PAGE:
Warren Buffett DID say that Obamacare needs to change and emphasis the FIRST priority. Which is the skyrocketing costs... This is fact.

    Obamacare does the OPPOSITE.

    According to the Forbes article posted above, the "average" family will see a HUGE increase in their insurance rates. Note that it's the AVERAGE family, not a family on either end of the spectrum...

    Let's face the facts, people.

    Obamacare is going to be a big boon for corporate interests.. The insurance companies are going to get a HUGE windfall of new clients, while STILL raising their rates...

    But without doing ANYTHING to bring down the costs, those corporate interests are going to be the ONLY ones who will be making out..

    The middle class, the ones ya'all claim to be warriors for, will still be getting scrooed...

    We'll know in a few weeks just how bad Obamacare is...

    Fortunately for ya'all, I am not the one who revels in saying, "I told ya so!!"... Much.... :D

    Michale

  23. [23] 
    Michale wrote:

    Wanna talk about Syria?? Gun Control?? :D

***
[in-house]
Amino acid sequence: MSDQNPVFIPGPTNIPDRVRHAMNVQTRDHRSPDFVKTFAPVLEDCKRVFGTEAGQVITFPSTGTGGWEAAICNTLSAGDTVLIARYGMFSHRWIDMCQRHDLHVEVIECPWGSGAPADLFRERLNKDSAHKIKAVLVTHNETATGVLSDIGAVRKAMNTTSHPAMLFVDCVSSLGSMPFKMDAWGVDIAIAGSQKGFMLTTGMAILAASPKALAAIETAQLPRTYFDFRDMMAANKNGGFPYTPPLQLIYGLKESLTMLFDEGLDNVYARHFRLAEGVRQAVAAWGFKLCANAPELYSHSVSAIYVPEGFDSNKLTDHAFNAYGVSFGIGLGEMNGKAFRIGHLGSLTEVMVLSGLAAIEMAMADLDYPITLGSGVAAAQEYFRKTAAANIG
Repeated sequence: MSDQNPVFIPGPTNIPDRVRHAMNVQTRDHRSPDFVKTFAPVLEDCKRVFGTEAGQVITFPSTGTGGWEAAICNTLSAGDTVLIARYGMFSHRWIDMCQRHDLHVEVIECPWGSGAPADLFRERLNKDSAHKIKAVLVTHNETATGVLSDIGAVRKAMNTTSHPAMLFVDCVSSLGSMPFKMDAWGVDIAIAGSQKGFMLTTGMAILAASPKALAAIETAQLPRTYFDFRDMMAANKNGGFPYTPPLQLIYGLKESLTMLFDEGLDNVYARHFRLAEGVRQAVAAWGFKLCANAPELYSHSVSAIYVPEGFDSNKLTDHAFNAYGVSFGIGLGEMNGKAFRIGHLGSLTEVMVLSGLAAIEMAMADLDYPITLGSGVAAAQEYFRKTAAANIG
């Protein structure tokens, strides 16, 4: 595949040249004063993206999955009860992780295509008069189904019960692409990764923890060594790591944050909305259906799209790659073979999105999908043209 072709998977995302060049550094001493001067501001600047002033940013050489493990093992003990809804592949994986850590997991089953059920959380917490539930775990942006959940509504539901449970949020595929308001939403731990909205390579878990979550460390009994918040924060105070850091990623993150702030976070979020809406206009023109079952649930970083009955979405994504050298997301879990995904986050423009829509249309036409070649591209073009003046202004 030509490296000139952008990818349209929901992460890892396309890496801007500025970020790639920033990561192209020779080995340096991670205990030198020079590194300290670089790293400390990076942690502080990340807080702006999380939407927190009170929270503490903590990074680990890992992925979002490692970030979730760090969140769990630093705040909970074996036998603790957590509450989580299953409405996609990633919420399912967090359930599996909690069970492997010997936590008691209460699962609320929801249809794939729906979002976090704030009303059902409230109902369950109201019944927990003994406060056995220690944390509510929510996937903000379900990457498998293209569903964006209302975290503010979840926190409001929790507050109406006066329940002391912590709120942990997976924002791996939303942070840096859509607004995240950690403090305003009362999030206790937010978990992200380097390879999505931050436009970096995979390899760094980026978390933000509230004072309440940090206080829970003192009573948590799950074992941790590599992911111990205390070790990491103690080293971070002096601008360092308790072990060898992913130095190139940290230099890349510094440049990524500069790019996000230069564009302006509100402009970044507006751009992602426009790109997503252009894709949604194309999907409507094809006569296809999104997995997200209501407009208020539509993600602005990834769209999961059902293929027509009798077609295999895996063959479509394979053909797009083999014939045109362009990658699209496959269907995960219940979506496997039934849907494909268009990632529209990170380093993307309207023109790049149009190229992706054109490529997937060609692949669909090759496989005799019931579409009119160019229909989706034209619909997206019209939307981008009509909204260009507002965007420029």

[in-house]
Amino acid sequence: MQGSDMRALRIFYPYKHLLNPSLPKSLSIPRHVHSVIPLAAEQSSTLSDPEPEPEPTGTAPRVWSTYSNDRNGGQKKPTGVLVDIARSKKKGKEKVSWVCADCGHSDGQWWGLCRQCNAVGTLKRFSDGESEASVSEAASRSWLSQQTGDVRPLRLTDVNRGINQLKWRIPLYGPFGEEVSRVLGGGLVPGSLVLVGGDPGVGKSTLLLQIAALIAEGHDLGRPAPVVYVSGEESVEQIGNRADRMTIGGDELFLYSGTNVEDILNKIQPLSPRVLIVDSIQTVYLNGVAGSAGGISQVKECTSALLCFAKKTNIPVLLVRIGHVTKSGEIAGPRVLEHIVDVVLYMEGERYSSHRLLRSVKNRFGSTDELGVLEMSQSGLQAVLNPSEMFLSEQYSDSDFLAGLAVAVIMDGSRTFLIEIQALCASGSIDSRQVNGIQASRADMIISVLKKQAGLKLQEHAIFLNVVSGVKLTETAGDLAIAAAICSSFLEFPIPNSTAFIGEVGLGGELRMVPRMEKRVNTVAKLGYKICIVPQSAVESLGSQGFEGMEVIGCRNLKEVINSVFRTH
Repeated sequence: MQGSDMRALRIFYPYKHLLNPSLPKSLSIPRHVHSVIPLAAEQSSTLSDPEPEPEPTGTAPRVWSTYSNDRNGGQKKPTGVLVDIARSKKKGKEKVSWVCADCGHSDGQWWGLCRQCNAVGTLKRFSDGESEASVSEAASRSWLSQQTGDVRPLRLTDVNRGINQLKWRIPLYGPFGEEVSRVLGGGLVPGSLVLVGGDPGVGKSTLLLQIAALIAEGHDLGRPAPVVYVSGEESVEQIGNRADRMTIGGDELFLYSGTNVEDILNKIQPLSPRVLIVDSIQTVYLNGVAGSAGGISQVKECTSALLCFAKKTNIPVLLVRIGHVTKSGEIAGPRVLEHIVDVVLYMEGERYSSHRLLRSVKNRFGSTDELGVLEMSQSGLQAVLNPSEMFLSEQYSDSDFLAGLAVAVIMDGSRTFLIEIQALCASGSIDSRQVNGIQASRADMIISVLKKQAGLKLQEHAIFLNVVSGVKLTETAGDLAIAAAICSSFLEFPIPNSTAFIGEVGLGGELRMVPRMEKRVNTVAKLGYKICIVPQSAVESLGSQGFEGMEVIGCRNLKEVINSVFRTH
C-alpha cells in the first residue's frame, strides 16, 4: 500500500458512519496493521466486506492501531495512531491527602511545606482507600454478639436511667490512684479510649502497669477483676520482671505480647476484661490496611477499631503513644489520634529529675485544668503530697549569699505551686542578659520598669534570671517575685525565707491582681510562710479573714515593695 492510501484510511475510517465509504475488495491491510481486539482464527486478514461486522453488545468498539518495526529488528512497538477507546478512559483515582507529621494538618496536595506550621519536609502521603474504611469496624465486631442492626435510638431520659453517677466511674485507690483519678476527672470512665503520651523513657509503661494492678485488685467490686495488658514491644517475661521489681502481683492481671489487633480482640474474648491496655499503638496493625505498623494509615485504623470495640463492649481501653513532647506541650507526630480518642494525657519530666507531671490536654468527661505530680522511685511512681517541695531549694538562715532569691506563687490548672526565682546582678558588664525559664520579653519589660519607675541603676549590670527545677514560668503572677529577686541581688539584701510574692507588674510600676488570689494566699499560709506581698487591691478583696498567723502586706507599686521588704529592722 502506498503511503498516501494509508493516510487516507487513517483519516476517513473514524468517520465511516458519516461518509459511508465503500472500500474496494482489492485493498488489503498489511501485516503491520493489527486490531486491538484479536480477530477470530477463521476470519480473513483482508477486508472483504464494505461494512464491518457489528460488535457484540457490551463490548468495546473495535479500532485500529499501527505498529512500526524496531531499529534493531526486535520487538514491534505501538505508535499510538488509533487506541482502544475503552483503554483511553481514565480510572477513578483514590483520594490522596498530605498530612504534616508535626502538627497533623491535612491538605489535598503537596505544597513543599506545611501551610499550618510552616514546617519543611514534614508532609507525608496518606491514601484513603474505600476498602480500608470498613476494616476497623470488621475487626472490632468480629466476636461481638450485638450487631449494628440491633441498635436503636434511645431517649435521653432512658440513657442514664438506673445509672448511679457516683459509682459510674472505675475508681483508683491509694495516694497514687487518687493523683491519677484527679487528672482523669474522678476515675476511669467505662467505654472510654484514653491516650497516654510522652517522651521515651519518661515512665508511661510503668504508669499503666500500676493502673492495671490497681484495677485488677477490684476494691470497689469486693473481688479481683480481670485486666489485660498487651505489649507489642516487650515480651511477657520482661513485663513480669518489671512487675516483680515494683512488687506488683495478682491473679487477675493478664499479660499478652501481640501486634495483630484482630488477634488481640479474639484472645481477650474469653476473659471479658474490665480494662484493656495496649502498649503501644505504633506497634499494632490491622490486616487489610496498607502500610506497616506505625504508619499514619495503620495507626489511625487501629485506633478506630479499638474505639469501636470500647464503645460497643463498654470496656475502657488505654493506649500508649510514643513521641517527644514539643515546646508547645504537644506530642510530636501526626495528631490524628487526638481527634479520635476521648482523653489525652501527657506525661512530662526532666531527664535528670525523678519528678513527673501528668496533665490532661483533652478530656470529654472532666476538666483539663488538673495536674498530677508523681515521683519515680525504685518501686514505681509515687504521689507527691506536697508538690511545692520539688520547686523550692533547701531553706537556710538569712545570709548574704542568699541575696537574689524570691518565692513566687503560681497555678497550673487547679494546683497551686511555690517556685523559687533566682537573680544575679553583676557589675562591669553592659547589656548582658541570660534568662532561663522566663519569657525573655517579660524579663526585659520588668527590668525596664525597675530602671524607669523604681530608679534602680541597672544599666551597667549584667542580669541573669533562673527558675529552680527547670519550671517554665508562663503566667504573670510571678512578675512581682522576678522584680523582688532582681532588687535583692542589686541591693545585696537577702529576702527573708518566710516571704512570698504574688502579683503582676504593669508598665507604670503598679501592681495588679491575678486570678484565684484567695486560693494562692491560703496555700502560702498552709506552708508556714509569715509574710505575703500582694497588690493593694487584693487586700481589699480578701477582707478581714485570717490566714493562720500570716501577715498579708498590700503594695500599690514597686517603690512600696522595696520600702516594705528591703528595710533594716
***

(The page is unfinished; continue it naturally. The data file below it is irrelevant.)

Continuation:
Michale

  24. [24] 
    Michale wrote:

    'Family glitch' in health law could be painful
    It could leave up to 500,000 children without coverage and cost some families thousands of dollars.

    http://www.usatoday.com/story/news/politics/2013/09/23/aca-family-glitch-issues/2804017/

    On health-care fraud, US is pennywise, poundfoolish
    http://www.cnbc.com/id/101041552

    These aren't bastions of conservative talking points.

    It's USA TODAY and NB-frakin'-C fer chreest's sake...

    How many more pieces of evidence do ya'all have to see before you think, "Hmmmm... Maybe Obamacare is not the end all get all savior of the masses it's being touted as...Hmmmmmm"

    Yea, I know, I know.. "Michale, you are pointing to an isolated possibility here and an isolated possibility there"...

    Well, guess what?? If you have an isolated possibility here, an isolated possibility there and an isolated possibility over there, pretty soon the "isolated" part becomes ALL over the place and the "possibility" part approaches certainty...

    Well, as I said.. We'll know in a couple weeks who is right and who is wrong about Obamacare...

    While I am not going to fall into the SCOTUS trap again (can't afford a new t-shirt.. :D) I have a feeling that there WILL be some gloating going on.. :D

    Michale

  25. [25] 
    Michale wrote:

    Wanna talk about Syria?? Gun Control?? :D

    Speaking of Gun Control...

    http://www.dailymail.co.uk/news/article-2430201/British-hero-mall-massacre-Ex-Royal-Marine-handgun-saved-100-lives-terrorists-ran-amok.html?ICO=most_read_module

    Another good guy with a gun proves that the only worthwhile "Gun Control" is the control that allows 1 to put 2 in the 10 ring.

    Michale